Sunday, August 23, 2015

Maine Mussels in White Wine & Garden Herb Broth (serves 1)

Farm raised Maine mussels are absolutely delicious. They tend to have less of the tiny pearls in them than the wild ones. Although be careful when eating any mussels. You don't want to damage your teeth by biting down on these pearls! I am lucky they are available at my local markets (in coastal New Hampshire) this summer. This week the market seems to have exceptionally large ones, about 2-3 inches in length. Wash the mussels well and discard any with broken shells. I also use kitchen shears to trim the beard so they look pretty when cooked. Some shells may have barnacles (the white raised rough spots on the shell) which is fine. It is impossible to remove them and they will not affect the taste. I used some left over white wine and diced tomatoes to make this tasty dish. I prefer to cook with drinkable wine. I don't enjoy eating overcooked mussels so as soon as most of them open up I remove the pot from heat. Discard any that do not open up. To me this dish is perfect without any added salt. If we have any toasted French bread in the house my husband and I like to soak up some of this sweet broth. I prefer to eat them hot or warm but they are still good when cooled.

Maine Mussels in White Wine & Garden Herb Broth
Maine Mussels in White Wine & Garden Herb Broth (serves 1)


2 Tbsp olive oil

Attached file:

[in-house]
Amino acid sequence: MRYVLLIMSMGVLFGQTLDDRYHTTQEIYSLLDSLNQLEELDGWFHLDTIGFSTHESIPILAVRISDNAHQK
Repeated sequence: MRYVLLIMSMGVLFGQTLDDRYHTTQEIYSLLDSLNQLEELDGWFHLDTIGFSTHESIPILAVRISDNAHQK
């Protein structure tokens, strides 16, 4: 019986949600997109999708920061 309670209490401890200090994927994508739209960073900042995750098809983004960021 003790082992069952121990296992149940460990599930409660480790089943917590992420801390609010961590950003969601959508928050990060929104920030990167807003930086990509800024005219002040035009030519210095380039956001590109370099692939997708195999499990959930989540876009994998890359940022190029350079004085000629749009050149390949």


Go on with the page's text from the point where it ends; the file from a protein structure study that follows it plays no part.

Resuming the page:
2 Tbsp unsalted butter
3 garlic cloves, smashed and chopped (about 1 Tbsp)
About 1 1/2 Tbsp chopped shallot (1 large or 2 small shallots)
2 Tbsp chopped tomato
1/4 cup white wine
2 lbs Maine mussels (or another type of mussels)
A few sprigs of fresh thyme
2 Tbsp chopped fresh Chinese chives, optional


1) Heat a large pot or wok over medium high heat. Once hot add oil and butter.
2) Once the butter melts add garlic and shallot. Saute about 2 minutes or until the shallot is soft.
3) Add tomato and saute about a minute.
4) Add wine, mussels and thyme. Increase heat until the liquid starts to boil then turn heat down slightly. Cook until the mussels start to open up (approximately 5-6 minutes). Occasionally either take a wooden spoon to stir the mussels or take the whole pot and shuffle/toss the entire contents a few times to help cook evenly. May partially cover the pot or wok to help cook the mussels faster. Add chives about a minute before done and give the pot a good shuffle/toss to blend everything and remove from heat.

*My mother likes to add a drizzle of fish sauce at the end of cooking time. However, I prefer no salt or fish sauce since these mussels release their salty juice.

fresh Maine mussels
photo taken in Newmarket, New Hampshire (2015)

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